For roughly $30 I was able to install an extended diff breather hose on my Forester. It involved pulling the differential cover, drilling and tapping the hole for the factory breather. Then I used a brass hose fitting (5/16″ to 1/4″ NPT fitting) and silicone tubing to run the breather up into the spare tire compartment. I watched a really helpful video from Ignition Off-Road on youtube that gave me the general idea of what to use and how to install it. I did a couple of things different and added a small motorcycle fuel filter to the end to ensure a completely sterile line since I live in an area with a lot of dust. But I will link his video so you can check it out!
Here is what it looks like once it’s installed on the differential cover:
Once you have a rear diff breather installed, another easy DIY modification you can do is a simple ECU relocation. In my specific Subaru and many others, the ECU can be pulled out from under the floor panel in the passenger foot well and put up higher in the glove box. I can’t speak for the newer Subaru models, but in every single one that I’ve owned or help someone do this mod on, we’ve had more than enough wire loom to reach it up into a hole that we cut in the glove box.
Why would you do this? If you are ever unlucky enough to accidentally (or on purpose) get into deep enough water that causes it to begin leaking into the interior, one of the first places water will go is right into the floor boards – RIGHT where your ECU is located. Once the water hits it, it will be useless and your Subaru will be “bricked.” You won’t be able to start it, turn it on, or move the vehicle. It’s very difficult to get a new ECU in later model Subarus because they have to be programmed to the specific car before installation. You can’t just plug in a new one and go like in older cars. This is essentially a free modification that can save you thousands of dollars. I did it to my Subaru and within a few months, it paid off because I accidentally drove into a deep water-filled ditch that was covered by snow. My car would’ve been completely ruined if I had left my ECU in its original location.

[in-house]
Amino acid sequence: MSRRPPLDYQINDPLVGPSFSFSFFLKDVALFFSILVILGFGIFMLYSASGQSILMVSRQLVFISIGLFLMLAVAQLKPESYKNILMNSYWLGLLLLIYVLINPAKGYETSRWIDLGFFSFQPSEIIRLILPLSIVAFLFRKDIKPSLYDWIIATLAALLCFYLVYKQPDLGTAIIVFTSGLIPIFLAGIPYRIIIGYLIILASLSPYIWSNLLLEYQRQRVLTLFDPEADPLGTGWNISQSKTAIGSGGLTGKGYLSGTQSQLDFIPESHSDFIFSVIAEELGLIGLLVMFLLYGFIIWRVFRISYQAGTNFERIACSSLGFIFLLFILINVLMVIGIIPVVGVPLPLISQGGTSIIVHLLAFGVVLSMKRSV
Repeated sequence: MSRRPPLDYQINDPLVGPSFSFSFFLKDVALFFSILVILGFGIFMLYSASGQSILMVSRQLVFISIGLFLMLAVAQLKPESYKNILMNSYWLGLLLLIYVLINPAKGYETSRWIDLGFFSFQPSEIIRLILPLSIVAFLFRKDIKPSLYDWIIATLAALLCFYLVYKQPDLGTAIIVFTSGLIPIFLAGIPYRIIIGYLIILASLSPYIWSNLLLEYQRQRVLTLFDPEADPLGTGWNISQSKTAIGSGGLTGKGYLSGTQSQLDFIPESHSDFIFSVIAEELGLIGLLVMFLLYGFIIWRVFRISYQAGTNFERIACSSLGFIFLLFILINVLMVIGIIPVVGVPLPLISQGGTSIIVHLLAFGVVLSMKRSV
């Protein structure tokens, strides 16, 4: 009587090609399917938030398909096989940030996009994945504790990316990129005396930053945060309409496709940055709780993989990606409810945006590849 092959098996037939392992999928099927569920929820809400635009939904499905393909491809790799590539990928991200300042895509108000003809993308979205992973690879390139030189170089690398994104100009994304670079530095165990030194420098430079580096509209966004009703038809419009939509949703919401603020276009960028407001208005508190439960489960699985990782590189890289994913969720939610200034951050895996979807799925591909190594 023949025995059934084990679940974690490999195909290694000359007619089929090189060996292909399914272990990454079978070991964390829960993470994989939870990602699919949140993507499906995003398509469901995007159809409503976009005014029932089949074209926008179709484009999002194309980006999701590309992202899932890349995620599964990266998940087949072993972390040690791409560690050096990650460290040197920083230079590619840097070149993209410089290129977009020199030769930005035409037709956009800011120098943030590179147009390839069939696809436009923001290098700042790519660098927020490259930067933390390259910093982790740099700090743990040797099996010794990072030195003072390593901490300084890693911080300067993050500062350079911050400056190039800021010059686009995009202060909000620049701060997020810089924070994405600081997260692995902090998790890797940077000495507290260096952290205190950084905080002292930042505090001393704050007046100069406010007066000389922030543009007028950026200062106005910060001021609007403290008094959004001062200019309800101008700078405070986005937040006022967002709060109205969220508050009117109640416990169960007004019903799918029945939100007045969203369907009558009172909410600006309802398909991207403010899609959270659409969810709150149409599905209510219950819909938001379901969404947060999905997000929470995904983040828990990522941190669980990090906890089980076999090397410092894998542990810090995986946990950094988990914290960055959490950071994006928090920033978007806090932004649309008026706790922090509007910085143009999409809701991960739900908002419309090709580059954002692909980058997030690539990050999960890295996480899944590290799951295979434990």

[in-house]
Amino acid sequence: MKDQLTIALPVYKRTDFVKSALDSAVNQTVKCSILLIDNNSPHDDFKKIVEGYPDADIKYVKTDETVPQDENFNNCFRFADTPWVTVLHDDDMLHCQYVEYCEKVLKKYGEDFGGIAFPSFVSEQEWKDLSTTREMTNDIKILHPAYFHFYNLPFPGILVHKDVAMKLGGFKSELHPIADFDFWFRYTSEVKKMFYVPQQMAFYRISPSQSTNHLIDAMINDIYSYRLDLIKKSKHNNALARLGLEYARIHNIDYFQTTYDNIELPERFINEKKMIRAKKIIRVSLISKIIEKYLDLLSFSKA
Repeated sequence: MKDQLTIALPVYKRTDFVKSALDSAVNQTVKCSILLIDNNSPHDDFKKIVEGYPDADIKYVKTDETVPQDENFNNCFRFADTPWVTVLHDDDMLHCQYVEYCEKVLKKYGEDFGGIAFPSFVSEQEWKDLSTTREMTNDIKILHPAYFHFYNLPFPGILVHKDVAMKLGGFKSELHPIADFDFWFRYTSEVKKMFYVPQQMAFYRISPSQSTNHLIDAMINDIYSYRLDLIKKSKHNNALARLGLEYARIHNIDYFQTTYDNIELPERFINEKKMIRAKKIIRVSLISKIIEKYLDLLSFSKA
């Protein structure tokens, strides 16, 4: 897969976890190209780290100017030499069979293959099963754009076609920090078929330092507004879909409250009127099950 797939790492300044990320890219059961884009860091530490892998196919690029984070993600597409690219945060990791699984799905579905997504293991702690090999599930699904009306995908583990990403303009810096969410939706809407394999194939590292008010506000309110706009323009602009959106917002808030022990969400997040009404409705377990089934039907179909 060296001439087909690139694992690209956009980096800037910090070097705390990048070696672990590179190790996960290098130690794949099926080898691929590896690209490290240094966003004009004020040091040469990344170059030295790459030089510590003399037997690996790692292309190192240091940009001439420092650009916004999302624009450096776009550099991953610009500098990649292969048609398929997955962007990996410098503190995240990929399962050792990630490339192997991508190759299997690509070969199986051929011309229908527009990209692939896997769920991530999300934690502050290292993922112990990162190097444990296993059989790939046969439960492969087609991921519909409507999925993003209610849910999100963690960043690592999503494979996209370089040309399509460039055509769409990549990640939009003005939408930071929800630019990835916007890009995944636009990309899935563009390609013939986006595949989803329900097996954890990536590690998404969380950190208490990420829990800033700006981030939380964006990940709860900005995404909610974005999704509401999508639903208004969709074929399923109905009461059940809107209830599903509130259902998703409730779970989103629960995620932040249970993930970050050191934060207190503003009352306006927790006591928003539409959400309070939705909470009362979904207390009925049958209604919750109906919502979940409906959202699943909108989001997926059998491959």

I simply took a Dremel tool and cut out a hole in the back of my glove box. I then moved the ECU up into that hole to keep it far away from any moisture on the floor.
This video gives a pretty good illustration of where to put the ECU:
While Subarus aren’t quite as heavy duty as many 4×4’s from the factory, they can be modified to be very capable and reliable off-road. I have installed each of these mods on my car and have enjoyed the experiences I’ve been able to have with my Forester. By utilizing these basic modifications, any Subaru owner can turn their car into something capable of visiting remote areas of wilderness! Hopefully this article has been helpful as you research getting your Subie ready for some off-pavement action.